Dear Fellow Town Meeting Members and other Concerned Citizens:
For all of the obvious reasons, and because Lexington has first mover advantage and responsibilities, I have submitted a Citizen’s Article to the Warrant to regulate the manufacture, sale, and possession of assault weapons and large-capacity gun magazines within the Town of Lexington. I hope that it will have your support now, and when the article comes before Town Meeting in March . . .
The proposed legislation will be modeled strictly on an ordinance enacted by Highland Park, IL (a suburb of Chicago) in 2013, approved in a Federal district court there, and by the 7th Circuit U.S. Court of Appeals. On Dec. 7, Pearl Harbor Day, the U. S. Supreme Court refused to hear the case, implicitly suggesting that local town and city bans on large scale weaponry do not impinge on Second Amendment rights under the U. S. Constitution, and are permissible despite its ruling in Miller in 2014. The U.S. has a long tradition of regulating weapons at the local level – think Dodge City, Kansas, and Tombstone, Ariz., not to mention Boston, New York, and Philadelphia.
The New York Times reported that the Supreme Court’s welcome inaction in the Highland Park case was the seventieth time since 2008 that the Court has declined to consider a challenge to state or local gun regulation. “This creates a big opportunity,” it said, “for Americans to put pressure on their…local leaders.”
As Nancy Rotering, Mayor of Highland Park and candidate for Congress wrote recently, the Supreme Court’s decision encourages “other cities and villages across the nation to follow our lead and pursue assault weapons without the threat of legal action under the Second Amendment of the U. S. Constitution.”
She also wrote: “One piece of legislation is not going to prevent every gun violence tragedy, but with courageous leadership, we can take steps to protect American lives.” I hope that the passage of the proposed amended by-law in Lexington will save Lexington lives and inspire other cities and towns within the Commonwealth to follow suit in this practical and sensible matter.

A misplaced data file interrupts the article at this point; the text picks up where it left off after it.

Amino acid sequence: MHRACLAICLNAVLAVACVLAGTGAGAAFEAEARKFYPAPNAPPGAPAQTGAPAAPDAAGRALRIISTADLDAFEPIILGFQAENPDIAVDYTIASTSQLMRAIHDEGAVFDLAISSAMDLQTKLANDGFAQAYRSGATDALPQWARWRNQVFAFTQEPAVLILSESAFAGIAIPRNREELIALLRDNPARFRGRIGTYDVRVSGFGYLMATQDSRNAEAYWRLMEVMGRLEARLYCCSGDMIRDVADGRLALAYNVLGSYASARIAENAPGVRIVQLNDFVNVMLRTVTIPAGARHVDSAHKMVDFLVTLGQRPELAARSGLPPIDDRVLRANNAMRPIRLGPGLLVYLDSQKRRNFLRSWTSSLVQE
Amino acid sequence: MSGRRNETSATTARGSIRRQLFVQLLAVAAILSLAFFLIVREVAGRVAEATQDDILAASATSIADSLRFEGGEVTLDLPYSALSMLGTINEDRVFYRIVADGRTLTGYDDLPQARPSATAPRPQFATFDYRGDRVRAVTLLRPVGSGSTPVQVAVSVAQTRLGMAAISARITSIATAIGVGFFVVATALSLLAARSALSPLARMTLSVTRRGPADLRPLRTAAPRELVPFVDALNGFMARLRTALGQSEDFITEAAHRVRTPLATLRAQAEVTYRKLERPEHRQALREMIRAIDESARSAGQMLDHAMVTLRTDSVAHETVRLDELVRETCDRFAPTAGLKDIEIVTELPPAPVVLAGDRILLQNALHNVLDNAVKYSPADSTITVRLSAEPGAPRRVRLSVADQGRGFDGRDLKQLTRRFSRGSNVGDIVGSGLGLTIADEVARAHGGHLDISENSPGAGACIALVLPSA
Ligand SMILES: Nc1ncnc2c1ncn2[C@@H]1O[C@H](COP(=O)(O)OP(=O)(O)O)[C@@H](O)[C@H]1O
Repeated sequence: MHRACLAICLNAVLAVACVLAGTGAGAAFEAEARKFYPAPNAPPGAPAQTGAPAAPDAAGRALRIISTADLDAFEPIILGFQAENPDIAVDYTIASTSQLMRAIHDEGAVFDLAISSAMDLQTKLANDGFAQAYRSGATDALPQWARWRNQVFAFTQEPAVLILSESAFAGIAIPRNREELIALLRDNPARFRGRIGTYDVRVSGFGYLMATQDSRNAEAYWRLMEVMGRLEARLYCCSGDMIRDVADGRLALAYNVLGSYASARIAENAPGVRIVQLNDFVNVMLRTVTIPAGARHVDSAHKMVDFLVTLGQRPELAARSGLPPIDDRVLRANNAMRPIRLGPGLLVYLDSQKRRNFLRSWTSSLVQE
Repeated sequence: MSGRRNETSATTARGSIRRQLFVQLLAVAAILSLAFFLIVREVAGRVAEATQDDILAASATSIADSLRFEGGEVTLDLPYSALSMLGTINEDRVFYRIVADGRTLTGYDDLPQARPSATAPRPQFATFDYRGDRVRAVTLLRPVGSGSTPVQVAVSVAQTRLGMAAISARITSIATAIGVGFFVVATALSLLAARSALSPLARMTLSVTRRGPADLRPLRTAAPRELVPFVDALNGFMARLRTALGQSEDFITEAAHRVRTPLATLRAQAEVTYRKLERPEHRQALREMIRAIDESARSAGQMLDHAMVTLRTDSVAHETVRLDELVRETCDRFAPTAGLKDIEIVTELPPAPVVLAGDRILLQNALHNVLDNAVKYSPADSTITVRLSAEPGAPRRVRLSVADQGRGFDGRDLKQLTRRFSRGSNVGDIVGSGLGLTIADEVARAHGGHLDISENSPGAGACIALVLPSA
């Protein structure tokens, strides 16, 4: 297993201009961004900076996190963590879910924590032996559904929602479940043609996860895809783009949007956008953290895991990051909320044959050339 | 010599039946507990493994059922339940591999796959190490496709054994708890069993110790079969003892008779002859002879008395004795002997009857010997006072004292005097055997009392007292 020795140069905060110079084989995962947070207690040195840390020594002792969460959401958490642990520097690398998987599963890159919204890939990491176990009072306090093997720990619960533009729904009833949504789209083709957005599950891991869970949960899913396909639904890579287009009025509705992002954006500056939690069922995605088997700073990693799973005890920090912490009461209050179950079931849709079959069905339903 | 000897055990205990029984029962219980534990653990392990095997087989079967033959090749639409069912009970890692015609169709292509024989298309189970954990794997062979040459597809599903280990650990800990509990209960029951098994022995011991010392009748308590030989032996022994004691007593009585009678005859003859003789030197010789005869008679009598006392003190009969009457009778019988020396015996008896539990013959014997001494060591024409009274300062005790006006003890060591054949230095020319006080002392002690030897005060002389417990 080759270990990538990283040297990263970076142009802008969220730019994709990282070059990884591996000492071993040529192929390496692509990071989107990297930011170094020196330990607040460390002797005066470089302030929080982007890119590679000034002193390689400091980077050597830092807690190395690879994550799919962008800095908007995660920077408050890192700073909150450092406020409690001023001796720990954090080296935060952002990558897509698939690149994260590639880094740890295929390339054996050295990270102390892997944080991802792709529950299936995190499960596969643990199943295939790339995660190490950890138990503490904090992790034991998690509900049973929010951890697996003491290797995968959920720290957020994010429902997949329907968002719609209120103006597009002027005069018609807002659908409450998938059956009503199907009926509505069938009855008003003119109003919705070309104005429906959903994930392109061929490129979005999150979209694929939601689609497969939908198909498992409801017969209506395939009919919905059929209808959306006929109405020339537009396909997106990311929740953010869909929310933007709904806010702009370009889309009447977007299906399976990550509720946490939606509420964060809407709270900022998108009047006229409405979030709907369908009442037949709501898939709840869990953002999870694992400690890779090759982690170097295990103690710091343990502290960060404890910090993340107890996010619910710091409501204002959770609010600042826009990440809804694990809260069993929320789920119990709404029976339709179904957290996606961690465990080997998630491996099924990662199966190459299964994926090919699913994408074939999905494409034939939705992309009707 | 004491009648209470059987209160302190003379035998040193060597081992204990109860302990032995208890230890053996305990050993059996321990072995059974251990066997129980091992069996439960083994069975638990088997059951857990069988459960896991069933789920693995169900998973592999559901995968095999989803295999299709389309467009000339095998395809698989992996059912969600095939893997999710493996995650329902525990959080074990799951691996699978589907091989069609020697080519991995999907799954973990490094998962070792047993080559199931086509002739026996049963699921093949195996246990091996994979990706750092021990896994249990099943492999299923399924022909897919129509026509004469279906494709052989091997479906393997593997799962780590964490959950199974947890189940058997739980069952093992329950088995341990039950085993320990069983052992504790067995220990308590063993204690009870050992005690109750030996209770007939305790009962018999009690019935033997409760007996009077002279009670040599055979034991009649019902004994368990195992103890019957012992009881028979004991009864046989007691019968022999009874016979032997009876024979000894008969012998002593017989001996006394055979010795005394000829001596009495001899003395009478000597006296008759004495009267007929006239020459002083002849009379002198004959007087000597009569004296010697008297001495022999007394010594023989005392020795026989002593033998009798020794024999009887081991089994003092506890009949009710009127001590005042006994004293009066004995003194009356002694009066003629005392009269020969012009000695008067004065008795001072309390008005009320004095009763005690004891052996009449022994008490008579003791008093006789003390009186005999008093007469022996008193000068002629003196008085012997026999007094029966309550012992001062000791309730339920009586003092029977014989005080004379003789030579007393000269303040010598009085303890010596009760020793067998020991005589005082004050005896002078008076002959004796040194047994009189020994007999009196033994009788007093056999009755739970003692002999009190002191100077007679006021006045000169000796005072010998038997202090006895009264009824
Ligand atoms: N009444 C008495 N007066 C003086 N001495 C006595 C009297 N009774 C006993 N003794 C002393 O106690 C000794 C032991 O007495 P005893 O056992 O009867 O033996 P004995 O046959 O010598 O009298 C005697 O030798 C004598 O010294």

My proposed amendment to Chapter 97 of the Code of Lexington (Public Conduct) would in no way affect ordinary gun or hand-gun ownership in Lexington. It would, however, prohibit the possession within town limits of assault weapons – semiautomatic rifles that have the capacity to accept large capacity magazines. (The proposed article would specify in great detail exactly what kinds of weapons and magazines were covered.) The Highland Park legislation enumerates the brands outlawed. Large capacity magazines are defined as holding ten or more rounds.
Assault weapons do not include antique weapons. Citizens of the town would still be able to bear arms, just not weapons of mass murder.
I have consulted with the Selectmen, the Town Manager (and Town Counsel), the Moderator, and the Chief of Police. Everyone has been very helpful.
I will welcome your comments, criticisms, suggestions for improvement, and so on, but, please as few NRA rants as possible. This proposal will, I hope, attract widespread support from TM voters and from citizens of the Town. It is the least we can do to try to limit harm.
Robert I. Rotberg